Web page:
Auditor General, we are writing to ask your office and team of auditors to include the $900 million-dollar CSSG program and the government’s outsourcing of it to WE Charity in your final report to Parliament on the government’s pandemic spending. By outsourcing this program to a third party, the proper channels for Opposition scrutiny, the very bedrock of our parliamentary democracy, have been circumvented. Indeed, it is your office that will provide the most legitimate and transparent examination of this program.

The Trudeau government has brought forward unprecedented levels of spending and administration of programs due to COVID-19, but this does not mean that accountability, transparency and value for money should be ignored. Simply put, they can never be ignored.

Auditor General, we look forward to your response to our request to include the government’s $900 million-dollar Canada Student Service Grant, and the administration of this program to the internationally run WE Charity, in your final report to Parliament on the government’s COVID-19 spending.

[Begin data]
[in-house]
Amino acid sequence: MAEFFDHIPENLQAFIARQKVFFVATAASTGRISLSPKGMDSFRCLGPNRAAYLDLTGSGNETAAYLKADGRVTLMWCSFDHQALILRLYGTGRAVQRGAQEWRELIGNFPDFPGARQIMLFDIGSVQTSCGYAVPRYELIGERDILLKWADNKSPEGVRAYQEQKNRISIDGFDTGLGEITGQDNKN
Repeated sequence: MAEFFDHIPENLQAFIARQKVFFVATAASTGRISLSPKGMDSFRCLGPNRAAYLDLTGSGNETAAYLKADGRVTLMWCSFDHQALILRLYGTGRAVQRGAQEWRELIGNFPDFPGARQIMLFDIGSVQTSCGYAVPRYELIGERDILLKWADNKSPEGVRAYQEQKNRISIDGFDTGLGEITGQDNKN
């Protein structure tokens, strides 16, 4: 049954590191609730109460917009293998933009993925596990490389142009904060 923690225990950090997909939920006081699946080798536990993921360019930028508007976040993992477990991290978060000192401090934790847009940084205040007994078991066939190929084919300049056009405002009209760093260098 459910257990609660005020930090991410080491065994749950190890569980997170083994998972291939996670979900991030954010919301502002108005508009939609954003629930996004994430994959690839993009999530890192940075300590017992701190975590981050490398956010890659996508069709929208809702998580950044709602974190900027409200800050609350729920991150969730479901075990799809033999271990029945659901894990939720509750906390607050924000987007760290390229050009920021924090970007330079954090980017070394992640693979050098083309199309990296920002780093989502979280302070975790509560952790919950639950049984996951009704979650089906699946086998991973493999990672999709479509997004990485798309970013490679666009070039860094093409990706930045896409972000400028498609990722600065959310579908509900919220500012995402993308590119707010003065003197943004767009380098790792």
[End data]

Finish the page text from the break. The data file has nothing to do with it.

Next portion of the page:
Sincerely,

Hon. Pierre Poilievre, M.P.
Shadow Minister for Finance

Dan Albas, M.P.
Shadow Minister for Employment, Workforce Development and Disability Inclusion

Raquel Dancho, M.P.
Shadow Minister for Diversity, Inclusion and Youth

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Alberta

What’s on Tap? – Rediscover Moonshine with Skunkworks Distillery

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An exciting new addition to the Calgary Barley Belt might look a little bit different than what regular patrons are used to seeing, or drinking. Skunkworks Distillery, a locally owned and operated micro-distillery, is bringing premium engineered moonshine to the craft beer party!  

Originating in 2015 as an after-work-over-drinks project idea, the concept of Skunkworks Distillery was in the works for a few years before it began to take shape with Faye Warrington and Marty Lastiwka at the helm. Skunk Works is an engineering term coined at Lockheed Martin, referring to the Advanced Development Department, which focuses on innovative and unconventional approaches to new science and technology. “Skunk Works is a department that operates outside the mainstream of their company working on weird little side science projects or on new tech stuff,” says Faye, “for Marty and I, this is our Skunk Works. This is our science project.”